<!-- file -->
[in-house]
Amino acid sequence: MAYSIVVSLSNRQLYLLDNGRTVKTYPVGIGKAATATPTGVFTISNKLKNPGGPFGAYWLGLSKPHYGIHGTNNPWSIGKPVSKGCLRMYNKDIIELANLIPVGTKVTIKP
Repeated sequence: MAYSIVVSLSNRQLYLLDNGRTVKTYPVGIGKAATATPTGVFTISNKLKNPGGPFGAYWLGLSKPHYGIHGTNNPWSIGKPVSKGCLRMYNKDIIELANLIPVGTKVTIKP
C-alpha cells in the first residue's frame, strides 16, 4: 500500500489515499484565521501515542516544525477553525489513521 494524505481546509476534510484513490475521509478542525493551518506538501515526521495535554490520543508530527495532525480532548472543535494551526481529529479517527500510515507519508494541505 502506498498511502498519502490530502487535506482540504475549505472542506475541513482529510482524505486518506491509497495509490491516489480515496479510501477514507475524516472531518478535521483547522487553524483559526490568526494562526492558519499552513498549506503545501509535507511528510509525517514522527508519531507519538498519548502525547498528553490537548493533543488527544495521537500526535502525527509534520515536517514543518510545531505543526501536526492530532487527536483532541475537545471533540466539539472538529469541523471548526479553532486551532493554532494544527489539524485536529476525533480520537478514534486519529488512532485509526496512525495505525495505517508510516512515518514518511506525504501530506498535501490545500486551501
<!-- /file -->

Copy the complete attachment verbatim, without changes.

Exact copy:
[in-house]
Amino acid sequence: MAYSIVVSLSNRQLYLLDNGRTVKTYPVGIGKAATATPTGVFTISNKLKNPGGPFGAYWLGLSKPHYGIHGTNNPWSIGKPVSKGCLRMYNKDIIELANLIPVGTKVTIKP
Repeated sequence: MAYSIVVSLSNRQLYLLDNGRTVKTYPVGIGKAATATPTGVFTISNKLKNPGGPFGAYWLGLSKPHYGIHGTNNPWSIGKPVSKGCLRMYNKDIIELANLIPVGTKVTIKP
C-alpha cells in the first residue's frame, strides 16, 4: 500500500489515499484565521501515542516544525477553525489513521 494524505481546509476534510484513490475521509478542525493551518506538501515526521495535554490520543508530527495532525480532548472543535494551526481529529479517527500510515507519508494541505 502506498498511502498519502490530502487535506482540504475549505472542506475541513482529510482524505486518506491509497495509490491516489480515496479510501477514507475524516472531518478535521483547522487553524483559526490568526494562526492558519499552513498549506503545501509535507511528510509525517514522527508519531507519538498519548502525547498528553490537548493533543488527544495521537500526535502525527509534520515536517514543518510545531505543526501536526492530532487527536483532541475537545471533540466539539472538529469541523471548526479553532486551532493554532494544527489539524485536529476525533480520537478514534486519529488512532485509526496512525495505525495505517508510516512515518514518511506525504501530506498535501490545500486551501